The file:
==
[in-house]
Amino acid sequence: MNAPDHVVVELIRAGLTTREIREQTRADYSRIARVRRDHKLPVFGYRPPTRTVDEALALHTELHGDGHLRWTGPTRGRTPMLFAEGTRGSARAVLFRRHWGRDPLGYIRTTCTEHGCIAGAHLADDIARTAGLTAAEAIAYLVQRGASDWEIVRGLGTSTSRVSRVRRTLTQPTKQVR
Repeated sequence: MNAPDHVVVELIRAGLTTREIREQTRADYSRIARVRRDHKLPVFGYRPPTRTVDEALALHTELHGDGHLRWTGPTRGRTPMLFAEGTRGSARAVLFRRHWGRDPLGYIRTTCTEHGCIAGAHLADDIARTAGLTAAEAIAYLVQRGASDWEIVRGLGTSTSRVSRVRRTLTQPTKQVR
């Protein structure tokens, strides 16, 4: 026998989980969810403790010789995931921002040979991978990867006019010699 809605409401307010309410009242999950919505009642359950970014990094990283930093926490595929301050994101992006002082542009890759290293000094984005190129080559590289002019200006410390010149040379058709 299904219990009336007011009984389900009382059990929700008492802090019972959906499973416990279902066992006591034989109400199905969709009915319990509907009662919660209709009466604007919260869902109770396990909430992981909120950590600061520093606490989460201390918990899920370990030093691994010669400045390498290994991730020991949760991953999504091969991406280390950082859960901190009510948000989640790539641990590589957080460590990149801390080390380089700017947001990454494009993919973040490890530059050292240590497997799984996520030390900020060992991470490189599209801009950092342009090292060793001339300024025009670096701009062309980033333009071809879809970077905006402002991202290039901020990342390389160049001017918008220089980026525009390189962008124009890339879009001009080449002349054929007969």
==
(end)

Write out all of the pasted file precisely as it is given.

[in-house]
Amino acid sequence: MNAPDHVVVELIRAGLTTREIREQTRADYSRIARVRRDHKLPVFGYRPPTRTVDEALALHTELHGDGHLRWTGPTRGRTPMLFAEGTRGSARAVLFRRHWGRDPLGYIRTTCTEHGCIAGAHLADDIARTAGLTAAEAIAYLVQRGASDWEIVRGLGTSTSRVSRVRRTLTQPTKQVR
Repeated sequence: MNAPDHVVVELIRAGLTTREIREQTRADYSRIARVRRDHKLPVFGYRPPTRTVDEALALHTELHGDGHLRWTGPTRGRTPMLFAEGTRGSARAVLFRRHWGRDPLGYIRTTCTEHGCIAGAHLADDIARTAGLTAAEAIAYLVQRGASDWEIVRGLGTSTSRVSRVRRTLTQPTKQVR
């Protein structure tokens, strides 16, 4: 026998989980969810403790010789995931921002040979991978990867006019010699 809605409401307010309410009242999950919505009642359950970014990094990283930093926490595929301050994101992006002082542009890759290293000094984005190129080559590289002019200006410390010149040379058709 299904219990009336007011009984389900009382059990929700008492802090019972959906499973416990279902066992006591034989109400199905969709009915319990509907009662919660209709009466604007919260869902109770396990909430992981909120950590600061520093606490989460201390918990899920370990030093691994010669400045390498290994991730020991949760991953999504091969991406280390950082859960901190009510948000989640790539641990590589957080460590990149801390080390380089700017947001990454494009993919973040490890530059050292240590497997799984996520030390900020060992991470490189599209801009950092342009090292060793001339300024025009670096701009062309980033333009071809879809970077905006402002991202290039901020990342390389160049001017918008220089980026525009390189962008124009890339879009001009080449002349054929007969």